Soon, landlord Jean-Louis is paying attention to bettering the maids’ lives just as they begin enriching his narrow life. For the maids, bathrooms work, Dolores can now communicate with family, the servants’ cash now goes from mattresses into profitable securities, Pilar gets an apartment away from her abusive husband, and Jean-Louis provides the ladies with transportation for the occasional picnic or religious pilgrimage.

He joins them for a festive dinner or evening of singing and dance as he grows not just closer to his tenants but to their ability to enjoy and share. Touched by their openness and embrace of life, Jean-Louis delves into Spanish culture and language; he enters a new world. He gets closer to Maria. They connect, they disconnect and life goes on.

After a misunderstanding sends Suzanne into a huff when she believes her husband is cheating on her with his client, the much-married siren Bettina de Brossolette (Audrey Fleurot), banished Jean-Louis moves out and upstairs to humble quarters near the maids in the storage room for his mother’s belongings. He quite naturally becomes “one of the girls” and for the first time enjoys a room alone, all to himself.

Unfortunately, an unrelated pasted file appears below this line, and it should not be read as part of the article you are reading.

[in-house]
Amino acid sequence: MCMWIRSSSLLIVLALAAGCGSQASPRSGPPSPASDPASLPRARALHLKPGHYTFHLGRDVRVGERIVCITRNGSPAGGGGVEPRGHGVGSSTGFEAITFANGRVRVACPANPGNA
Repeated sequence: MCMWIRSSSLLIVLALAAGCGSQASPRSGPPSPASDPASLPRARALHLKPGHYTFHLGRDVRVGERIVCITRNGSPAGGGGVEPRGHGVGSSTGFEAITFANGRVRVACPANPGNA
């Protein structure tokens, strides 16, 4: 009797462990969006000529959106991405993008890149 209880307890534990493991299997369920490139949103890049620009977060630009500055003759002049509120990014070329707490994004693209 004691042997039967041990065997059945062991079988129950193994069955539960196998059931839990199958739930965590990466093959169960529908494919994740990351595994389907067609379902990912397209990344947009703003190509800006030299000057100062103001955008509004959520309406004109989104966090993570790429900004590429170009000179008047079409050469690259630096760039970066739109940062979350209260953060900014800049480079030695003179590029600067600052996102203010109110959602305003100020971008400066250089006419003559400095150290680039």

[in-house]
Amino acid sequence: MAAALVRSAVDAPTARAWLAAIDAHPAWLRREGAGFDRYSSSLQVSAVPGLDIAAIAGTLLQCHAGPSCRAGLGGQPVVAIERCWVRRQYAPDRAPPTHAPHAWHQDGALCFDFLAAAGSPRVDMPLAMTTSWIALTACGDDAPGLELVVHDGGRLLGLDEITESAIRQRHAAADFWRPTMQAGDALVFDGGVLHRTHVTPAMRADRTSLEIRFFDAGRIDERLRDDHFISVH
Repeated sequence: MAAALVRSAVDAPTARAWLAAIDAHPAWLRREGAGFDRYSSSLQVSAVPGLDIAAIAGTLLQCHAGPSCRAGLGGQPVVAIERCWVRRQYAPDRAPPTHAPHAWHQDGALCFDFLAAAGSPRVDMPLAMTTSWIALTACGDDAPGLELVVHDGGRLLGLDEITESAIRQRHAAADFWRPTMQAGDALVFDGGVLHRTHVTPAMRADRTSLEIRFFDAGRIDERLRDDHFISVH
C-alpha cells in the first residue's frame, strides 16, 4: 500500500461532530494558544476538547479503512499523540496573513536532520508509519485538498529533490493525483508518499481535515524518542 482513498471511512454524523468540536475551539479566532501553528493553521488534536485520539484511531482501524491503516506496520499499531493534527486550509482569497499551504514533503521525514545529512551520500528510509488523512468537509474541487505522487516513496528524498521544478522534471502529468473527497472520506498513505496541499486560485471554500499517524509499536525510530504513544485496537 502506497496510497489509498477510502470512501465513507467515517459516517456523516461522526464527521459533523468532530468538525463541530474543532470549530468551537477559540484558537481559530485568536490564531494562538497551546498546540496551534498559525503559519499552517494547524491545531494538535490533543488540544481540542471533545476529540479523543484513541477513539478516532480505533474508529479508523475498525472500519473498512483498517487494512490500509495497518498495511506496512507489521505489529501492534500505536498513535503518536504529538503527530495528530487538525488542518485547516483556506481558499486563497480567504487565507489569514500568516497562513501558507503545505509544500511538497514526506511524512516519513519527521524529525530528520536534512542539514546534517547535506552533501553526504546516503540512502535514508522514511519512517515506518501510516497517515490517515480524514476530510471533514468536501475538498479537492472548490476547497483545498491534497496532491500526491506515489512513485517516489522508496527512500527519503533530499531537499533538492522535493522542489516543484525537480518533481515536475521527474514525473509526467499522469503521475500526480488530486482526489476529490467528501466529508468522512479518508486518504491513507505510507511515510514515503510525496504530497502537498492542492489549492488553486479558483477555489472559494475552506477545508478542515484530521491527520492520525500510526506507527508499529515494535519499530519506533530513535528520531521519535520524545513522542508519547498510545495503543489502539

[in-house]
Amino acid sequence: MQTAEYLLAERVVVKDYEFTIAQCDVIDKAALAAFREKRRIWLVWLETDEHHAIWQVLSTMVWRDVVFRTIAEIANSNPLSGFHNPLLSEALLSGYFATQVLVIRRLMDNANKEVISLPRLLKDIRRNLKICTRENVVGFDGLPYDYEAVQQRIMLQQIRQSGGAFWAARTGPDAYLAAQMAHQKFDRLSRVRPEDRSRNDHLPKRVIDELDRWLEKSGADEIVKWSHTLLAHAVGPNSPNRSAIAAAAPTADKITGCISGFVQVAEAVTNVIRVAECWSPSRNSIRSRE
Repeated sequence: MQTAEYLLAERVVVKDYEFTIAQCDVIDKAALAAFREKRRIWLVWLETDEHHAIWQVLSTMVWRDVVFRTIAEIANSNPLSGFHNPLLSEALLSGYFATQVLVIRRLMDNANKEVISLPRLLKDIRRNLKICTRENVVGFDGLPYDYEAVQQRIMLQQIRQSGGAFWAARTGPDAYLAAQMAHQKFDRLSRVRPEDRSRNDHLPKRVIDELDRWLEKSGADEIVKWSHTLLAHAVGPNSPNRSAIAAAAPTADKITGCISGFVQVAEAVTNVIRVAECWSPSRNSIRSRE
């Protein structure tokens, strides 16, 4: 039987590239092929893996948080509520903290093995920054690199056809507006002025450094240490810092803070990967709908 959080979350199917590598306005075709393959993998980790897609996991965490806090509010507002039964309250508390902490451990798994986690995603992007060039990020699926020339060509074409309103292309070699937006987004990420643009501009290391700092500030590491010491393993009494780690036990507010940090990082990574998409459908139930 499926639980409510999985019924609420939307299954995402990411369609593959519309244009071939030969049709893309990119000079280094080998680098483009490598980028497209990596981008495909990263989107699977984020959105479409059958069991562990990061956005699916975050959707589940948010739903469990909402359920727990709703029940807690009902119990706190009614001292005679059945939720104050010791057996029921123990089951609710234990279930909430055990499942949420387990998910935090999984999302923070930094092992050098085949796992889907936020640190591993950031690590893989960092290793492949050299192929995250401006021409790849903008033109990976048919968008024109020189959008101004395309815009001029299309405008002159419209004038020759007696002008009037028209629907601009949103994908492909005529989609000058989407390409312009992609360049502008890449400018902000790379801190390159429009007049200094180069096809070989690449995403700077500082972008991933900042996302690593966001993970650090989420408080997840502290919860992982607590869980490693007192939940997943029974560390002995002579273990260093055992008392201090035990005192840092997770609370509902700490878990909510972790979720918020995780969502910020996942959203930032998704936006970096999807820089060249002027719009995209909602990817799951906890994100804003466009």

Other sociopolitical attitudes of this transitional decade emerge from Jean-Louis and Suzanne’s spoiled brats Bertrand (Camille Gigot) and Olivier (Jean-Charles Deval), who visit from prep school with notions of revolution. Other currents emit from Suzanne’s insufferably gossipy and social-climbing friends Colette (Marie Armelle Deguy) and Nicole (Muriel Solvay).

When matters shift to Spain a few years later, Maria has already revealed her own complications and Suzanne her own surprises. It’s left to Jean-Louis to deliver his own coup.

Happily, The Women on the 6th Floor is hardly confined to the stuffy Joubert apartment and cramped maids’ quarters; it exhales to the broader Parisian quartier, the beautiful French countryside and sunny Spain.

Thanks to set design from Pierre-François Limbosch and costumes by Christian Gasc, the film richly evokes its time and places as the new order (and disorder!) encroach. Le Guay also assures the period feel with his attention to minute details like the newspapers read, the familiar pop tunes heard. And Jorge Arriagada’s enchanting score is infused with the film’s mingling political, social and emotional strains.